Best known as being one half of classic comedy duo Peter Cook and Dudley Moore, The late great English actor, comedian and composer Dudley Moore CBE, was Born 19th April 1935, He first came to prominence as one of the four writer-performers in the ground-breaking comedy revue Beyond the Fringe in the early 1960s, and then became famous as half of the highly popular television double-act he formed with Peter Cook. His fame as a comedy film actor was later heightened by success in hit Hollywood films such as 10 with Bo Derek and Arthur in the late 1970s and early 1980s, respectively. He received an Oscar nomination for the latter role. He was frequently referred to in the media as “Cuddly Dudley” or “The Sex Thimble”, a reference to his short stature and reputation as a “ladies’ man”.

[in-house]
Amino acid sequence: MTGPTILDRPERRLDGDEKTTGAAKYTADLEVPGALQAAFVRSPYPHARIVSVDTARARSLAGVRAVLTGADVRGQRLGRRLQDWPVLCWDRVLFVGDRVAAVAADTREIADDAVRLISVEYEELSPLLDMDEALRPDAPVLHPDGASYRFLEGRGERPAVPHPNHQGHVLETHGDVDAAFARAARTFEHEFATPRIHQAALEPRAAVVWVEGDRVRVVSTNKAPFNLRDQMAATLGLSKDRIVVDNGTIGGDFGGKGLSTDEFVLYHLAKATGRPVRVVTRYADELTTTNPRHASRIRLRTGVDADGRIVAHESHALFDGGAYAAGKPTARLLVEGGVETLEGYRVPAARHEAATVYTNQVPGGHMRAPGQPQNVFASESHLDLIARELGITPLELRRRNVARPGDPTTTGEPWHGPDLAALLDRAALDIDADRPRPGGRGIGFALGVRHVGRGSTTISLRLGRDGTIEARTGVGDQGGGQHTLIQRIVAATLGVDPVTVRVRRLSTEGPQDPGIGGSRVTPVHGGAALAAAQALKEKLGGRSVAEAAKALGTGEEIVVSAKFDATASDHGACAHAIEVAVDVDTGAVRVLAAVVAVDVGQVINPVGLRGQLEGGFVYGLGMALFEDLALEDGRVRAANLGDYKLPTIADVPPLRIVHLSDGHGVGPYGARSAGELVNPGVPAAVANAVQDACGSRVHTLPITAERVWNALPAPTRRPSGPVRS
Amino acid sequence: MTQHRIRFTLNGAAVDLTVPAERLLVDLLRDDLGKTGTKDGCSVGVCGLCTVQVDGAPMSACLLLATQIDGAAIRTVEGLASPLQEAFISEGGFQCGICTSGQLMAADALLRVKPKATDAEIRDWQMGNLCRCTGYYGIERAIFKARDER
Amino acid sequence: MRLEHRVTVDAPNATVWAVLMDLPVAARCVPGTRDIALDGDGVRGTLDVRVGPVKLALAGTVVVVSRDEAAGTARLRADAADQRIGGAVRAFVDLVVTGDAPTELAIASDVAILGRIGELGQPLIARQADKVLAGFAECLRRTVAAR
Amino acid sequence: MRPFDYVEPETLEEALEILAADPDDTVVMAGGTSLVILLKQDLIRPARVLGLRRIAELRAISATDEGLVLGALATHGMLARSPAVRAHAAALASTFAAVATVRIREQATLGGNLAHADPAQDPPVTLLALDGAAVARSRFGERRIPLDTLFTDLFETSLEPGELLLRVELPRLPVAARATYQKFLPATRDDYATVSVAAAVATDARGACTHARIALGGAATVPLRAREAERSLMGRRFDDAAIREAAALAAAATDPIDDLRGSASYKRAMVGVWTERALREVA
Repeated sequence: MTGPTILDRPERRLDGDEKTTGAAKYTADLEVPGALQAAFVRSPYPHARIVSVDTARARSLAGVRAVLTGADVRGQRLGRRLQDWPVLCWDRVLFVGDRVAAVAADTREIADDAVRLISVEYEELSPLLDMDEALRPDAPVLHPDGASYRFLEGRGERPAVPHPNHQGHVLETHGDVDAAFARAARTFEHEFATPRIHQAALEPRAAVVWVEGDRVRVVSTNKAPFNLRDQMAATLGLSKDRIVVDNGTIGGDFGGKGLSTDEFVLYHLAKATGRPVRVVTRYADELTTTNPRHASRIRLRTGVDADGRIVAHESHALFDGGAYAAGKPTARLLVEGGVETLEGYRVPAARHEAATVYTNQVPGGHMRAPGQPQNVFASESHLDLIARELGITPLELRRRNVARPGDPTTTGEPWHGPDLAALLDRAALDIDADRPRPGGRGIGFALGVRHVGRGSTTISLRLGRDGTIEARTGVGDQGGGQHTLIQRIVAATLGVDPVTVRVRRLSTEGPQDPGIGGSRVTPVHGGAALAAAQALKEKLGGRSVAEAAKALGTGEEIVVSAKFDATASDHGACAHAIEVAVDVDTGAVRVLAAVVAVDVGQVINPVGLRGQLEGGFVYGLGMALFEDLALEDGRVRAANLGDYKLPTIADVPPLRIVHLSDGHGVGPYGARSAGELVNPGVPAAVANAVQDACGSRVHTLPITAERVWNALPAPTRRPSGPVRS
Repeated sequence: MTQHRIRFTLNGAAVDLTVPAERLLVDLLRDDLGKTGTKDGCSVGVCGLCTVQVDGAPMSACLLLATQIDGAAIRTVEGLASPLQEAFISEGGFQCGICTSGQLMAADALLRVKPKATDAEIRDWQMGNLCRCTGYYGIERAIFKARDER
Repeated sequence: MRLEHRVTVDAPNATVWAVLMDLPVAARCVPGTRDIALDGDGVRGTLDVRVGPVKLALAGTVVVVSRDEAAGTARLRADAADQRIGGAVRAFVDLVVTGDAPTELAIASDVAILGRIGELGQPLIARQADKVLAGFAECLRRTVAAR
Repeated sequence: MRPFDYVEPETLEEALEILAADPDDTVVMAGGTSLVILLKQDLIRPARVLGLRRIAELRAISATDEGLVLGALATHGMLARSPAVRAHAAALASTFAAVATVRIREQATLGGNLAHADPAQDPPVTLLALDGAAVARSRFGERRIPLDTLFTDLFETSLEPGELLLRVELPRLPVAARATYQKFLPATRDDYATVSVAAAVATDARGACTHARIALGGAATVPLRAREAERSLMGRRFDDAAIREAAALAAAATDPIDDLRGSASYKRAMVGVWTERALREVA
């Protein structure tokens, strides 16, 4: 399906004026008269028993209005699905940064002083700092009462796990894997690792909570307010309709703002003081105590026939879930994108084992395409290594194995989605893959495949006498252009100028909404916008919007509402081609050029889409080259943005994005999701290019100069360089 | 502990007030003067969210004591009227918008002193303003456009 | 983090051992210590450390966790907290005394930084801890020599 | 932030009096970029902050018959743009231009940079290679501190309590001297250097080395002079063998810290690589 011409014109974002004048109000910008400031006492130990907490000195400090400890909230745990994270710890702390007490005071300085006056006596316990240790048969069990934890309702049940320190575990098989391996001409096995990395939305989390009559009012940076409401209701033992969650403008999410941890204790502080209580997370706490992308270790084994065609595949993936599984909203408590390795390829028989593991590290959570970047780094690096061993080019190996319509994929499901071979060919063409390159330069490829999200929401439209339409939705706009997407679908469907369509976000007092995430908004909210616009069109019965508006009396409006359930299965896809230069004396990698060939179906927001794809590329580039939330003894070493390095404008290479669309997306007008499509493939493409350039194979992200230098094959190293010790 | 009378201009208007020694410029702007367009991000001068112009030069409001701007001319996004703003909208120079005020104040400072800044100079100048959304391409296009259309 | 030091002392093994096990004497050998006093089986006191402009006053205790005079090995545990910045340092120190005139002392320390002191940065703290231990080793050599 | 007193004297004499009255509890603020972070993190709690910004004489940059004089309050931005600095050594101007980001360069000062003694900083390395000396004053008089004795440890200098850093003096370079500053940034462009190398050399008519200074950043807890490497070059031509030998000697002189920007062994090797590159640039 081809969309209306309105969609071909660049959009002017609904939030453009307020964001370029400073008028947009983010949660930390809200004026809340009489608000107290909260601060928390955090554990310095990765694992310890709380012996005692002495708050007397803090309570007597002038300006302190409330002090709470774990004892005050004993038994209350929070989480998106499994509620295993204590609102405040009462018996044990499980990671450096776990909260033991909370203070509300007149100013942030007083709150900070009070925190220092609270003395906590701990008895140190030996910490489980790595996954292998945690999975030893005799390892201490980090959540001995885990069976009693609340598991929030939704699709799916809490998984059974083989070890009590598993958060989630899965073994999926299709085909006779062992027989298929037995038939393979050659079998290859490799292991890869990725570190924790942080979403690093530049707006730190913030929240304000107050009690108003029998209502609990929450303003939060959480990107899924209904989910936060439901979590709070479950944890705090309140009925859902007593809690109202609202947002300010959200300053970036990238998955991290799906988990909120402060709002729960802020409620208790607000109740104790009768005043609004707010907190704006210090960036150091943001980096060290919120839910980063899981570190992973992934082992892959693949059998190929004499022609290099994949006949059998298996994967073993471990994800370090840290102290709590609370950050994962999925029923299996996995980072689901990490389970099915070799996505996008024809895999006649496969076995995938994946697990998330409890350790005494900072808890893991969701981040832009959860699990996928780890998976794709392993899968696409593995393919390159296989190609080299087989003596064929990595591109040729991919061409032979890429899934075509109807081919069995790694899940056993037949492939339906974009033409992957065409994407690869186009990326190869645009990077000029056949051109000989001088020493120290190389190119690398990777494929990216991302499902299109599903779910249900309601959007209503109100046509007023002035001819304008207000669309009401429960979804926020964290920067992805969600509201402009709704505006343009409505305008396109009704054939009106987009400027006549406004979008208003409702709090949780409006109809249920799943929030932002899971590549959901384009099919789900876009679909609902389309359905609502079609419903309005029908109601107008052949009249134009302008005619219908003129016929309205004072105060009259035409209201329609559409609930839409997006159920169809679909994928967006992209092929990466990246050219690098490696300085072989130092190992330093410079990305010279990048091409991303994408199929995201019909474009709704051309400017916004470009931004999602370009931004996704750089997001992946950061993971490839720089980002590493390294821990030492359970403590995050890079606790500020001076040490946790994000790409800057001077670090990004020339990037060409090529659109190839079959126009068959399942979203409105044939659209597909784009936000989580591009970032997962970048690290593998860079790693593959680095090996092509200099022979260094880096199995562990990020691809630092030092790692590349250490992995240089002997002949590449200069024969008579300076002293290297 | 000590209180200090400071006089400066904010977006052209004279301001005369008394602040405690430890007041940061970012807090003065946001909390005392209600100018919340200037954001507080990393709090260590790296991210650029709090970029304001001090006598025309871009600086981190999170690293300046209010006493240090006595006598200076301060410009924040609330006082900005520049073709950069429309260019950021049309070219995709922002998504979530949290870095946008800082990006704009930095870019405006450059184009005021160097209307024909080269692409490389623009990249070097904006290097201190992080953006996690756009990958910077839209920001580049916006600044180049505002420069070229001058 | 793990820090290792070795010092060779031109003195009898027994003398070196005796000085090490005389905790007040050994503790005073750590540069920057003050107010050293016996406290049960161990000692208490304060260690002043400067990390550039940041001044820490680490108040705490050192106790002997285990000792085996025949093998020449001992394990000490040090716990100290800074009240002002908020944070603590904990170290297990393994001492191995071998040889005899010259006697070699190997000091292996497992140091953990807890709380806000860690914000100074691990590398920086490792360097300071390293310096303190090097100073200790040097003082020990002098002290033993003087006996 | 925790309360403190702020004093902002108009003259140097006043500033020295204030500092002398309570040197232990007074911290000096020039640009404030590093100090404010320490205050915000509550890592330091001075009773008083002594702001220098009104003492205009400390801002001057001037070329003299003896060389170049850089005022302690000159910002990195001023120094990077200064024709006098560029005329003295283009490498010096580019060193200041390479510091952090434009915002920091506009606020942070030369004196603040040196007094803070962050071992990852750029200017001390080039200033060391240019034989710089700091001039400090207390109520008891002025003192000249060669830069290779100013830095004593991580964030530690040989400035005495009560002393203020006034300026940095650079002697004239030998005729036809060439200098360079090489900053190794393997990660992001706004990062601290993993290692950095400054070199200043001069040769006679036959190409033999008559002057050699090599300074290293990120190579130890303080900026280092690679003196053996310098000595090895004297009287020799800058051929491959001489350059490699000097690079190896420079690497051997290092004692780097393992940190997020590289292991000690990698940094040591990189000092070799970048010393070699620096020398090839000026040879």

AN AUDIENCE with Dudley MOORE http://youtu.be/bRShQGG5zDo

He had a prolific film career and appeared in many other films too including The Wrong Box, Bedazzled, 30 Is a Dangerous Age, Cynthia, The Bed-Sitting Room, Monte Carlo or Bust, Alice’s Adventures in Wonderland, The Hound of the Baskervilles, Foul Play, 10, Derek and Clive Get the Horn, Wholly Moses! Arthur, Six Weeks, Lovesick, Romantic Comedy, Unfaithfully Yours, Micki + Maude, Best Defense, Santa Claus: The Movie Like Father Like Son Arthur 2: On the Rocks The Adventures of Milo and Otis, Crazy People, Blame It on the Bellboy, Really Wild Animals, Dudley Daddy’s Girls, Parallel Lives, The Disappearance of Kevin Johnson and The Mighty Kong.